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Robert Griffin III signs with Cleveland

If any coach can revitalize RGIII's career it is Hue Jackson, but if any team is most dysfunctional than Washington, it's Cleveland.

If any coach can revitalize RGIII’s career it is Hue Jackson, but if any team is most dysfunctional than Washington, it’s Cleveland.

We’ll see.

Purely based on history of the franchise, Cleveland does not seem like the best place for Robert Griffin III to go to revive his career. Actually, it seems like it could be an even bigger train wreck than what it was in Washington.

But, Hue Jackson has worked wonders with quarterbacks and raved about RGIII from his meetings with him on March 18 and 19. He’s willing to take a shot on the former Heisman Trophy winner who took the league by storm as a rookie before falling off in dramatic fashion over the next few years.

Griffin was released by Washington on March 7 and now the Browns have announced they have signed him to a two-year deal.

Clearly, Cleveland needed a quarterback as Josh McCown simply was not the answer and Johnny Manziel was a bust for off the field issues that led to his release.

Jackson worked wonders with Andy Dalton the past four years in Cincinnati. Before that he revitalized the career of Carson Palmer and nearly took the Oakland Raiders to the playoffs in his one years as their head coach. Before that he worked with Joe Flacco and Matt Ryan, helping make them become what they are today.

So maybe he is the guy to revive Griffin’s career.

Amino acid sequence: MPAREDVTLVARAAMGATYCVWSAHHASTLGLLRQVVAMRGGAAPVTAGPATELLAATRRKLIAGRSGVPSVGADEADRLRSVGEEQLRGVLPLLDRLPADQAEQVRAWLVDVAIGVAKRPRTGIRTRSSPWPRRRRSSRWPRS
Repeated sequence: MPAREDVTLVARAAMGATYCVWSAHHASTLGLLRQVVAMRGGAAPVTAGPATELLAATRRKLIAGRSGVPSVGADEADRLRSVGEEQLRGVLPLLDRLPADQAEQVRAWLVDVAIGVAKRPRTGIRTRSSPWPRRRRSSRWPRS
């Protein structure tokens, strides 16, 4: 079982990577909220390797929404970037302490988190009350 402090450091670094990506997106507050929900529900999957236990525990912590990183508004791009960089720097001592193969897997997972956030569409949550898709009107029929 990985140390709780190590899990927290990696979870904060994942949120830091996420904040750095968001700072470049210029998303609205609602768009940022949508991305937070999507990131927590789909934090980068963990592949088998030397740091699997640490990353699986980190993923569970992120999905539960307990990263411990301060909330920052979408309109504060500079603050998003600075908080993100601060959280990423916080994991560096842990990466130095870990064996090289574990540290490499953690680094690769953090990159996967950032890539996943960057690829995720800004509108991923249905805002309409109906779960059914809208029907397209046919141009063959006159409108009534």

There is no denying that Griffin has incredible talent. The problem is, he was not developed in a dysfunctional organization in Washington, and if any franchise is more dysfunctional than Washington, it’s Cleveland.

And if the Browns select a quarterback with the second overall pick, which ESPN’s Adam Schefler says the Browns still want to do, it only creates another disastrous situation like when Washington drafted Kirk Cousins only a few rounds later.

But, if anybody can help Griffin, it’s Jackson and there is no competition right now for Griffin. He can just get back to playing football in a place with low expectations and little pressure.

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Corey Johns

Editor in Chief
You could say Corey was born to become a sports journalist. His father won a national championship coaching college soccer. His mother is a baseball fanatic who hasn't missed seeing an Orioles game since 1983 (literally, sometimes it's annoying). His great uncle was a big-time boxing promoter and his maternal grandfather was once a department head at the Baltimore Sun. Basically, sports and journalism run through his blood. He played just about every little league sports there was when he was a kid and was a multi-sport athlete in high school; even playing in the first-ever high school sanction Rugby game in the country. Eventually he retired from sports as an undefeated Maryland state Rugby champion as a high school senior. Perhaps lack of athletic talent has more to do with the retirement, but he will tell you that it more had to do with a great desire to jump right into media. Upon his graduation from University of Maryland, Baltimore County as a triple communications major, Corey started the So Much Sports network and has continued to grow his websites and continues to work to make them premier sports media outlets.

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